People going through a divorce should know their spousal support rights and obligations. Spousal support is gender-neutral, and you may be required to pay or receive alimony from your former spouse during or after the separation. What is alimony, and how much will you be obligated to pay or earn? Consult a Newport Beach divorce attorney if you need help and support comprehending alimony or filling out court forms.
What is Alimony?
Alimony, also recognized as spousal support, is a monetary fee paid by one spouse to the other after or during separation. When determining support amounts in California, most judges follow a standard formula. Nevertheless, several factors are considered when determining how much alimony you are supposed to receive or must pay.
In California, there are three types of spousal support. Spousal support can be temporary, rehabilitative, or permanent. When determining spousal support, the court must consider controlling statute 4320. Nevertheless, the courts have a great deal of leeway in determining the factors that influence how much help one receives.
Alimony is needed to make the shift from a two-income to a one-income household less stressful. While it may appear unfair, the aim is to get both parties on a solid financial footing as soon as possible. As a result, the court will decide on spousal support after determining child support.
Factors to Consider When Determining Temporary Alimony Support
In California, the courts consider four factors when determining temporary alimony support: earnings, holdings, expenses, and loans.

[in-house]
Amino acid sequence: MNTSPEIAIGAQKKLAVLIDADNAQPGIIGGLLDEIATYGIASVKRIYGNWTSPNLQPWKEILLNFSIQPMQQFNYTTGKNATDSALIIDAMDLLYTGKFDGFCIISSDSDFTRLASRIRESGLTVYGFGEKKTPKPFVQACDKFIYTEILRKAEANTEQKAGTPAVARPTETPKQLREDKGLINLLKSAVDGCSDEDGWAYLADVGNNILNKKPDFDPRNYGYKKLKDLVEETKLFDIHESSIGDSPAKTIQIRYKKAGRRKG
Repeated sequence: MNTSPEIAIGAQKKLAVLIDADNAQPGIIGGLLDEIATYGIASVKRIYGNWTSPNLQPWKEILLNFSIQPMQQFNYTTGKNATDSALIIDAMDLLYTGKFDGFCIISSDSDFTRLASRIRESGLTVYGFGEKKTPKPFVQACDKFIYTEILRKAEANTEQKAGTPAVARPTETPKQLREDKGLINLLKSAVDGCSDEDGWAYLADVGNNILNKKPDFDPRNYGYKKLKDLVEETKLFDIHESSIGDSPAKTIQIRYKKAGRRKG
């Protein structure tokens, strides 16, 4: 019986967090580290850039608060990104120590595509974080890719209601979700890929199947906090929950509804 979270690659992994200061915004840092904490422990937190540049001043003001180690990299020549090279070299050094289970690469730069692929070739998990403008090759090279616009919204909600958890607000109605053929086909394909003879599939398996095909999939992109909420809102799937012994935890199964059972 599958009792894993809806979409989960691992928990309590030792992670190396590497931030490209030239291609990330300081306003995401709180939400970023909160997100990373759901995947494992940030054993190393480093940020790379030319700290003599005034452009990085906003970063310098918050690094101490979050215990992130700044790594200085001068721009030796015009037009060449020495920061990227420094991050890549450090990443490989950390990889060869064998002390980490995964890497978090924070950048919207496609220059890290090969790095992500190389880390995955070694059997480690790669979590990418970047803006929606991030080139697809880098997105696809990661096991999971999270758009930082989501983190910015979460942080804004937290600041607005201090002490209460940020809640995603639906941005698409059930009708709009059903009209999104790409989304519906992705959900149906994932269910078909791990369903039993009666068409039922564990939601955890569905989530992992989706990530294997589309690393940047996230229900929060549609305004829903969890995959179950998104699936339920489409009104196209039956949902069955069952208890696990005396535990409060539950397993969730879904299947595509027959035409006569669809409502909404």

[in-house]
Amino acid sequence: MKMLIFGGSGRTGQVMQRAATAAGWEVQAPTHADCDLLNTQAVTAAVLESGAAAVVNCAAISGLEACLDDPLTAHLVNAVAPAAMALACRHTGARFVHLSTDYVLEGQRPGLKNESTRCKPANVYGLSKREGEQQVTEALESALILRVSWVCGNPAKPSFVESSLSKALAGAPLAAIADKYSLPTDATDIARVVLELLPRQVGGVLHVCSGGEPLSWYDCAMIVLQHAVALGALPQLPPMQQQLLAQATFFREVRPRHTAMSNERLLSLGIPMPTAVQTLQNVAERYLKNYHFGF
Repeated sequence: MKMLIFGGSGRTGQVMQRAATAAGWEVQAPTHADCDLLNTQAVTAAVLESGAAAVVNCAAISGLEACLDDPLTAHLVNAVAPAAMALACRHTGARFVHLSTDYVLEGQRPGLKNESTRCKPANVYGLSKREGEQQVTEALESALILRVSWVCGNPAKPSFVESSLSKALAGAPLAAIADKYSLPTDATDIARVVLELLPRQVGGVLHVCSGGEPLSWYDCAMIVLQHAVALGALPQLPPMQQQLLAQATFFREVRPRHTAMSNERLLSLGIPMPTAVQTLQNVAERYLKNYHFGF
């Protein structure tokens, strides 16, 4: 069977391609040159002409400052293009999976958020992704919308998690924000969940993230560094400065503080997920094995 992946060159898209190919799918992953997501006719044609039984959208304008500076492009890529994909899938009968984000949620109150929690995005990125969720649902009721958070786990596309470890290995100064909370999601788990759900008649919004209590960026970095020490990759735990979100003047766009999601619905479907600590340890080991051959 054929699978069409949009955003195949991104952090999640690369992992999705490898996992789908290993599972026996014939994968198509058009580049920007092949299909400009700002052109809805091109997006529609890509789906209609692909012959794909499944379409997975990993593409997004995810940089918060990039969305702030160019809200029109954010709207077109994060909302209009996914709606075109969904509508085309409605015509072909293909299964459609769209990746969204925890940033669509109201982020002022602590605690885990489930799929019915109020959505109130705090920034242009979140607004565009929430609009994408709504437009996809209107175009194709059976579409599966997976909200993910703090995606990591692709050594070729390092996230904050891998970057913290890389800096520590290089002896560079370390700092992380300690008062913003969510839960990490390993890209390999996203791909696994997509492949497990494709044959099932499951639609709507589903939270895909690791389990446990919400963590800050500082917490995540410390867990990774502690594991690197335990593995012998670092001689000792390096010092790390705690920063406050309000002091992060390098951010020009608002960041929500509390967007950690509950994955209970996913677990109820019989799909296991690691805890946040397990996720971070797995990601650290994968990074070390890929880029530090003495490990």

To ascertain a total sum for spousal support under the other types of spousal support available in California, the court will consider each spouse’s income as well as the following factors:
- The earning potential of each spouse
- If a spouse made a significant contribution to the other spouse’s academic or professional license during the marital relationship.
- The earning capacity, achieved and unearned income, funds, and living standards of the paying spouse as required to finance spousal support
- Loans and investments of each spouse, which include separate property
- The duration of the marriage
- The ability of the endorsed spouse to find work without interfering with the care of either party’s underage children
- The age and wellness of each party
- Whether the spouse has a record of family abuse
- Whether each party will face tax consequences
- The distribution of hardships to each party
- The goal of the recipient spouse becoming self-sufficient within a reasonable time frame
- Any criminal record of an abusive spouse
- Any other factors considered essential by the court (CA FAM 4320.)
How Long Does Support Last?
A soliciting spouse can seek temporary spousal assistance as the divorce is filed. Temporary relief ends when the judge finalizes the divorce. An interim support award does not guarantee a new, ongoing reparative, or perpetual protective order.
The rehabilitative and permanent support timeframe is determined by the factors listed above and at the judge’s discretion. Rehabilitative spousal support is typically only available for as long as needed for the supported spouse to obtain the appropriate training to enter the workforce. If the endorsed wife or husband remarries or either party dies, rehabilitative or permanent support will end.
Child support and custody of any children between divorcing parties is another factor in spousal support.
The general rule for determining alimony is to take 35% to 40% of the higher-earning spouse’s income and deduct 40% to 50% of the lower-earning spouse’s income. It will differ depending on which county you live in.